This module will involve students undertaking social research in a placement setting, while simultaneously reflecting on the process of undertaking real-life social research, culminating in an assessed final output and reflection on their placement. Placements will involve students undertaking research projects identified by host charities or public sector organisations, with students delivering a final research report to the charity.
Aside from the ongoing support of the module convenor, students would also receive lectures covering:
- Turning an organisation's ideas into a viable research project (noting that the convenor will already have worked with placement organisations to ensure that all projects are viable);
- Good practice in undertaking social research projects (e.g. data security, data management);
- Ethics in applied social research (certainty/uncertainty, power, and 'usefulness’);
- Reflecting on research practice (linked to the second part of the assessment.
Total contact hours: 10
Private study hours: 290 hours (200 hours research placement, 90 hours private study)
Total study hours: 300
Method of assessment
Main assessment methods
Coursework - research report (6,000 words or equivalent portfolio) – 75%
Coursework - reflective diary (2,000 words) – 25%
Both main assessments must be passed in order to pass the module overall
Reassessment Instrument: 100% coursework
Reading List (Indicative list, current at time of publication. Reading lists will be published annually)
Bryman, A. (2015) Social Research Methods, 5th edition, Oxford: Oxford University Press.
Cottrell, S. (2010) Skills for Success: Personal Development and Employability, Second Edition, Basingstoke: Palgrave.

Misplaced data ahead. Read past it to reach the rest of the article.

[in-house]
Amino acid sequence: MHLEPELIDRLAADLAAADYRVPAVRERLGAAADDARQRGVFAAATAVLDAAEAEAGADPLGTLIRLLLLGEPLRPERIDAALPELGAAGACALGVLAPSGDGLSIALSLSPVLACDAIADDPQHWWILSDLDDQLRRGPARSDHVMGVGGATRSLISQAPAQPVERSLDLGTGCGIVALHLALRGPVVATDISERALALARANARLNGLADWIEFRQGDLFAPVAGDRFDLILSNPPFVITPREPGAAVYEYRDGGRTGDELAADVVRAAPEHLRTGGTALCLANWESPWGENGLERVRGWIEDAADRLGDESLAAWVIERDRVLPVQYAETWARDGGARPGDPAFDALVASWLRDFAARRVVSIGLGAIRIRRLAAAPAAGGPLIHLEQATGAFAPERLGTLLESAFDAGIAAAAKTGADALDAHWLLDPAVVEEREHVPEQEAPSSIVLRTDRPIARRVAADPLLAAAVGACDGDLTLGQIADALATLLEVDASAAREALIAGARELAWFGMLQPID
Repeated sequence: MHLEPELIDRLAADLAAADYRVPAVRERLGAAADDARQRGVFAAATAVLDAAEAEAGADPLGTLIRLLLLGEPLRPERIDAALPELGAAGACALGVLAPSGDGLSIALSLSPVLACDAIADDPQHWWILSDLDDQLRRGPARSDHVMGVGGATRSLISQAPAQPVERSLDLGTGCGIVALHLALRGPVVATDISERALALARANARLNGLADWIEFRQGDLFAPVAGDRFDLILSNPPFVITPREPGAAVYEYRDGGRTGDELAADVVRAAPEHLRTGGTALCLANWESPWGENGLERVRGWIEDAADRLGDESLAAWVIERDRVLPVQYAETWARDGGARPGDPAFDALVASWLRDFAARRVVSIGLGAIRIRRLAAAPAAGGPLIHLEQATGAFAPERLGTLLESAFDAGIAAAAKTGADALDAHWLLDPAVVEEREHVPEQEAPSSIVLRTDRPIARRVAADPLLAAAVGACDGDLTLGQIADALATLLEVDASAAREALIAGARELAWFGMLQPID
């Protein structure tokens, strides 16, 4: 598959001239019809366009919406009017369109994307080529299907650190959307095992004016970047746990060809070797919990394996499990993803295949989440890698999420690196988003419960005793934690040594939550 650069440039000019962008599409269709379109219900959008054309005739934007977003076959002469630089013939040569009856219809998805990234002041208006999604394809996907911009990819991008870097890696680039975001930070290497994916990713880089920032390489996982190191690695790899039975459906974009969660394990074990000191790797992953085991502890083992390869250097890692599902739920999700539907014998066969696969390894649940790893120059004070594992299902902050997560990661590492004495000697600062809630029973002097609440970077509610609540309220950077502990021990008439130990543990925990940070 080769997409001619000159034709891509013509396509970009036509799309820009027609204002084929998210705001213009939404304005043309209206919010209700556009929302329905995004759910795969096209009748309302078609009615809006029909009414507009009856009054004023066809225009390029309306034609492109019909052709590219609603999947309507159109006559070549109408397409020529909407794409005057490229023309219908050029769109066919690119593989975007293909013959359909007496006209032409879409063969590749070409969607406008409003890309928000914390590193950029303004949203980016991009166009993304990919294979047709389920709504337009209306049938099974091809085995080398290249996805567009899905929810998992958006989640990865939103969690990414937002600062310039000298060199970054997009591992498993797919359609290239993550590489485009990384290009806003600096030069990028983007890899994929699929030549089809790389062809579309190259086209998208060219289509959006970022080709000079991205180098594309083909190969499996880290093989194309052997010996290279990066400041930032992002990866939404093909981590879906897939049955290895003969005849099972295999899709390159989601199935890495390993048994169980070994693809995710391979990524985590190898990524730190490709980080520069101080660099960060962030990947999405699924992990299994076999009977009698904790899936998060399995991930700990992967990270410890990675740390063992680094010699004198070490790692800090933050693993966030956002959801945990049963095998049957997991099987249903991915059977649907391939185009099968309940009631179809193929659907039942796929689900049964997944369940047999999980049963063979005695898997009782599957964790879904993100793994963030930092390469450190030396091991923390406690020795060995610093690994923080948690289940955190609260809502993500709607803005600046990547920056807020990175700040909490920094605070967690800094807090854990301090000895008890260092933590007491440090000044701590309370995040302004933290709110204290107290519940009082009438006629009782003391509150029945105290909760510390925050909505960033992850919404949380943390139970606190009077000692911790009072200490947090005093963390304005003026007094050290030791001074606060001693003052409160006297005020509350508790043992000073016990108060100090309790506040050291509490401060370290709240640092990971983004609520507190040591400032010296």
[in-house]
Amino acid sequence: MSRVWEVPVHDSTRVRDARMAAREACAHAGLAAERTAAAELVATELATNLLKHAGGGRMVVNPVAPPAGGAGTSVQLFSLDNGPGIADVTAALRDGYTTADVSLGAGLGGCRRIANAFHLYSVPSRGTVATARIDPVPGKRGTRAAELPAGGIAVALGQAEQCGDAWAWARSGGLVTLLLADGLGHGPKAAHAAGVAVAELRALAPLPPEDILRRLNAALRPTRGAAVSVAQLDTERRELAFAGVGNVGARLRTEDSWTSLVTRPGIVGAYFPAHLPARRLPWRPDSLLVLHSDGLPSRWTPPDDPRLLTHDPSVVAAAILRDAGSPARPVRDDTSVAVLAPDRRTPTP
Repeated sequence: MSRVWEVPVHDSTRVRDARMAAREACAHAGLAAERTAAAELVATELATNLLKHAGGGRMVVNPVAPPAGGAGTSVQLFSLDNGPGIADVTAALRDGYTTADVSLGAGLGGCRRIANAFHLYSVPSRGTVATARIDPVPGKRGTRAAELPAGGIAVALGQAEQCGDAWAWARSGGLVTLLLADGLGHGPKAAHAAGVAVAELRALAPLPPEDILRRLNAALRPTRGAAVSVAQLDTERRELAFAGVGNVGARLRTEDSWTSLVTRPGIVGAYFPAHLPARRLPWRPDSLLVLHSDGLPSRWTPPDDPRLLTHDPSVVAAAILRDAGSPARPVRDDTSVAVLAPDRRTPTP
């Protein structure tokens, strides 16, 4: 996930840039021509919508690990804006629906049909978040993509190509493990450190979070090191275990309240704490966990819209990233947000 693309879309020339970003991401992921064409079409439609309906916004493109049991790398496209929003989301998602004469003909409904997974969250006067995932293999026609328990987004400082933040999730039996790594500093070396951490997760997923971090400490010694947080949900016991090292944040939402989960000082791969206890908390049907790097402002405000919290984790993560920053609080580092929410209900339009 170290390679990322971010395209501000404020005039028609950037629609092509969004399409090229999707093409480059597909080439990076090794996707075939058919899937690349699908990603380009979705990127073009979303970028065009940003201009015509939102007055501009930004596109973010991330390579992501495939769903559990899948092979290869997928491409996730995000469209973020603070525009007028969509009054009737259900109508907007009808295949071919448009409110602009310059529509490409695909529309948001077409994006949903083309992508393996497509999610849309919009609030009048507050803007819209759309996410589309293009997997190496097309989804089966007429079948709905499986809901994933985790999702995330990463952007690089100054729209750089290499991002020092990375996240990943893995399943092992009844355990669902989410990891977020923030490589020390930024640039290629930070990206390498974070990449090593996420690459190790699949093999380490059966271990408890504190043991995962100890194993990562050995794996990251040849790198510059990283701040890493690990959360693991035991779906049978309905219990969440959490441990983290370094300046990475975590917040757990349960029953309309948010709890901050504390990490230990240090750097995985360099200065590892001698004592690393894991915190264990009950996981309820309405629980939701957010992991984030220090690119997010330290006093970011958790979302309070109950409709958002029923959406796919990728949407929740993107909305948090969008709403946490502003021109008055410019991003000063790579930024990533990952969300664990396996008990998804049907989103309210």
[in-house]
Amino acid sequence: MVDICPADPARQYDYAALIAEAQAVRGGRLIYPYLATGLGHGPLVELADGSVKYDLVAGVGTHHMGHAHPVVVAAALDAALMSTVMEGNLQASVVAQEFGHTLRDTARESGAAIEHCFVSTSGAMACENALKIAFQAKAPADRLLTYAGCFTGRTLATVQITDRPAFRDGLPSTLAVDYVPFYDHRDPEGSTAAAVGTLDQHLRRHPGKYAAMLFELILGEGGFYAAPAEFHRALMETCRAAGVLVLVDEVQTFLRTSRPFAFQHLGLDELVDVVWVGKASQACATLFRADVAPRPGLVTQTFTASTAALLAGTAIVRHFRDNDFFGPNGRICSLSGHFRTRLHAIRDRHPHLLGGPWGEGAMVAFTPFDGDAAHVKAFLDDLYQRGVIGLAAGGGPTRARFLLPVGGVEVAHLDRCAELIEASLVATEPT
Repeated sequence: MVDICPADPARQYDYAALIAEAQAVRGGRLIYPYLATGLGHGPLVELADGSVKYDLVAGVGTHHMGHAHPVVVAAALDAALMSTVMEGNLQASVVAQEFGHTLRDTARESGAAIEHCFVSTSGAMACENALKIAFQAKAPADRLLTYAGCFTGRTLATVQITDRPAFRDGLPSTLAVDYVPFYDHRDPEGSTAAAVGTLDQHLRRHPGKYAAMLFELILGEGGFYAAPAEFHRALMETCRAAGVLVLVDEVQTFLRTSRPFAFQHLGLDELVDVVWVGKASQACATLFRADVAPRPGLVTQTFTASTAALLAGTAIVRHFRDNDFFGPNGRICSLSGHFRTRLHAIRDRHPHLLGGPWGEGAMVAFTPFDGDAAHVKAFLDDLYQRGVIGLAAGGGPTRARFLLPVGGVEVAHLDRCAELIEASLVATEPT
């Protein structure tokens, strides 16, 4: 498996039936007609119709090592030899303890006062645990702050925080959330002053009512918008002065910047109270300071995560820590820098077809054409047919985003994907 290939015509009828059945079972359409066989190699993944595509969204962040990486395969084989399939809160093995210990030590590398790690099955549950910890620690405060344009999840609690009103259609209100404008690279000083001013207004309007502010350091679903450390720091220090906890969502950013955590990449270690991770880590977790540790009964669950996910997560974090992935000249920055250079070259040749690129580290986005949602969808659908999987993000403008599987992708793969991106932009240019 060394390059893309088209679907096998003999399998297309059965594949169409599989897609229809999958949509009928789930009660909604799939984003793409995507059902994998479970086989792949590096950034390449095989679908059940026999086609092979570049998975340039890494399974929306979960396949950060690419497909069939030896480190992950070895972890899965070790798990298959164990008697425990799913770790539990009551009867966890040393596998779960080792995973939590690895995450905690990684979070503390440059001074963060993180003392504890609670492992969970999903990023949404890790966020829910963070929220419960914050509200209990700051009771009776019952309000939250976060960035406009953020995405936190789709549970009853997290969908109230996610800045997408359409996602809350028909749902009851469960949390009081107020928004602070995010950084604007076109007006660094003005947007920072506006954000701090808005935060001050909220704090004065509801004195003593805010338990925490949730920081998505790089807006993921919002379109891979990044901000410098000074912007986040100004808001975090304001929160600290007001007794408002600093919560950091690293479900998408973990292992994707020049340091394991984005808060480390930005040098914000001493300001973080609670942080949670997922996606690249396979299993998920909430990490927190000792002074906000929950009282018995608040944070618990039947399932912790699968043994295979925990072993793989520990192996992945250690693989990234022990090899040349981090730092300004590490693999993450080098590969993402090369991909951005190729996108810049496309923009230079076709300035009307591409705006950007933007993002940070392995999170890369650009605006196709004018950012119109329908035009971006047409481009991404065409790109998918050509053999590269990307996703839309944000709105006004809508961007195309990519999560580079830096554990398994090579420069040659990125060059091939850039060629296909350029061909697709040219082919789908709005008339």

Fanthome, C. (2004) Work Placements - A Survival Guide for Students, Basingstoke: Palgrave.
Herbert, I. and Rothwell, A. (2004) Managing Your Placement: A Skills Based Approach, Basingstoke: Palgrave.
Robson, C. and McCartan, K. (2016) Real-World Research, Fourth Edition. Oxford: Wiley.
The intended subject specific learning outcomes are as follows. On successfully completing the module students will be able to:
1.Critically understand the difference between social research in theory and social science research in practice.
2.Critically understand the need for clear and robust research in real-life-settings, such as producing clear and usable results, data protection, pressures for certainty and/or simplicity, and to produce results that can have an impact on the work of charities and public sector organisations.
3.Conduct advanced social analyses in an applied setting;
4.Report (verbally and in writing) on social research and analyses, to both technical and non-technical audiences.
5.Demonstrate an ability to reflect on their own position as a social researcher in an applied setting.
The intended generic learning outcomes are as follows. On successfully completing the module students will be able to:
1.Demonstrate communication and presentation skills.
2.Conduct research to meet the needs of an organisation, including team working with those who do not have technical research skills.
3.Demonstrate problem-solving skills and adaptability to changing situations.
4.Self-appraise and reflect on practice.
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- ECTS credits are recognised throughout the EU and allow you to transfer credit easily from one university to another.
- The named convenor is the convenor for the current academic session.
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